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Coffee House

Polling worries for Miliband – and for Cameron

14 March 2014

5:17 PM

14 March 2014

5:17 PM

There’s been much hullaballoo this afternoon over a Populus poll that shows a Labour lead of one point. The usual caveats apply (it’s just one poll!); but, nevertheless, this sample adds to the sense that Ed Miliband is in difficulty. There is, incidentally, only 419 days to go until election day.

If the Populus poll was disappointing, then this projection compiled by Stephen Fisher of Oxford University could have Miliband reaching for the scotch:

‘Forecast Election Day Seats:
Con : 307
Lab : 285
LD  : 31
Con largest party, but short of a majority by 19’

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A dismal prospect for Labour; but there are also worries for the Tories because they are not yet benefitting from Miliband’s malaise and the economic recovery. The Populus poll has them unchanged on 34% and they are unmoved on Fisher’s projections. Needless to say, UKIP’s support is healthy – 13% according to Populus.

David Cameron is in a stronger position than Miliband because he has more influence on events. Next week’s Budget is, obviously, crucial: the last big chance for George Osborne to make a ‘game-changing reform’ to drive home the advantage he has over Ed Balls. As for the UKIP problem, these various polls support the view that a vote for Nigel Farage is a vote for Miliband, which, after Miliband’s EU announcement earlier this week, means a vote for the European status quo. That, at least, is how the argument might run; whether the kippers flock to Tory colours is another matter.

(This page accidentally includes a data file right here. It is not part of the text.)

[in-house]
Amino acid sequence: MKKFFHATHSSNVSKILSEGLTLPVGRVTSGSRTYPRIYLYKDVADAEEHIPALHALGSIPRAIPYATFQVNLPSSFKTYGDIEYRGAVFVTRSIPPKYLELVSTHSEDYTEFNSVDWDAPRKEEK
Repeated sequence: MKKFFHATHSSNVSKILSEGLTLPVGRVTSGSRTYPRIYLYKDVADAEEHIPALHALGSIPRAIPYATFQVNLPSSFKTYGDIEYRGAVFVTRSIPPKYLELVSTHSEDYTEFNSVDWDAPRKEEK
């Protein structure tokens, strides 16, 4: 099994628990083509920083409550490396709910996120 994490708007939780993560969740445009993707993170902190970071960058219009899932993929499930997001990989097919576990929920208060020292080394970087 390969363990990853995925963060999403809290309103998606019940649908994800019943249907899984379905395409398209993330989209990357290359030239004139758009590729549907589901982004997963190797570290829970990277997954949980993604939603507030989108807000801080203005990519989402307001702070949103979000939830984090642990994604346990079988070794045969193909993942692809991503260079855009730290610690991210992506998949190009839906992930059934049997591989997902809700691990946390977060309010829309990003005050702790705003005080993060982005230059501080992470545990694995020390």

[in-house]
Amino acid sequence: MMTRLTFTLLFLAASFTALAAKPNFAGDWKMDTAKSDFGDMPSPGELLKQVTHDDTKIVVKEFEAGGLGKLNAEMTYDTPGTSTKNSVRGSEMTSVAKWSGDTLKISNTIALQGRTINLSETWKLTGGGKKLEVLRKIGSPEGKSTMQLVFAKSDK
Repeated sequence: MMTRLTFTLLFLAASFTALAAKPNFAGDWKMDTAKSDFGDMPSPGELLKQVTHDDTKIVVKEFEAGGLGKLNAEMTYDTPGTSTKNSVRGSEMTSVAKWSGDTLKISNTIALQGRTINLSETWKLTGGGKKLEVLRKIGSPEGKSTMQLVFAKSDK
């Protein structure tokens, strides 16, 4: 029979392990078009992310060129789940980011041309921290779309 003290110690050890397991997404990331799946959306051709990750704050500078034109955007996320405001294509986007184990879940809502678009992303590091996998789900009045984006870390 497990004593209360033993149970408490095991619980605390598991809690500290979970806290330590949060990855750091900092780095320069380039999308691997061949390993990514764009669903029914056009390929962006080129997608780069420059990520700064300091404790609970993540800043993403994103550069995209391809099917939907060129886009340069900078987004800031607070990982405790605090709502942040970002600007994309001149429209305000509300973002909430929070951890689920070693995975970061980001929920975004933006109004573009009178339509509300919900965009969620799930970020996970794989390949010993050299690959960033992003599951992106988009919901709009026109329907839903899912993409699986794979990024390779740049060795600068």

Miliband is increasingly at the mercy of events; but he still holds a number of decent cards, chief among which is the electoral system – he doesn’t have to do very much to win. But more effort is required because Labour remains an indistinct, unpopular entity. The reason for this, I think, is the party’s caution on the vital question of the public finances. Talking to a Miliband loyalist earlier this week, I was struck by his inability to speak clearly about spending. He had lots of ideas that might save money, but nothing in the way of a firm plan that voters – and indeed journalists – can understand and endorse. Labour may pay dearly for its confusing approach.

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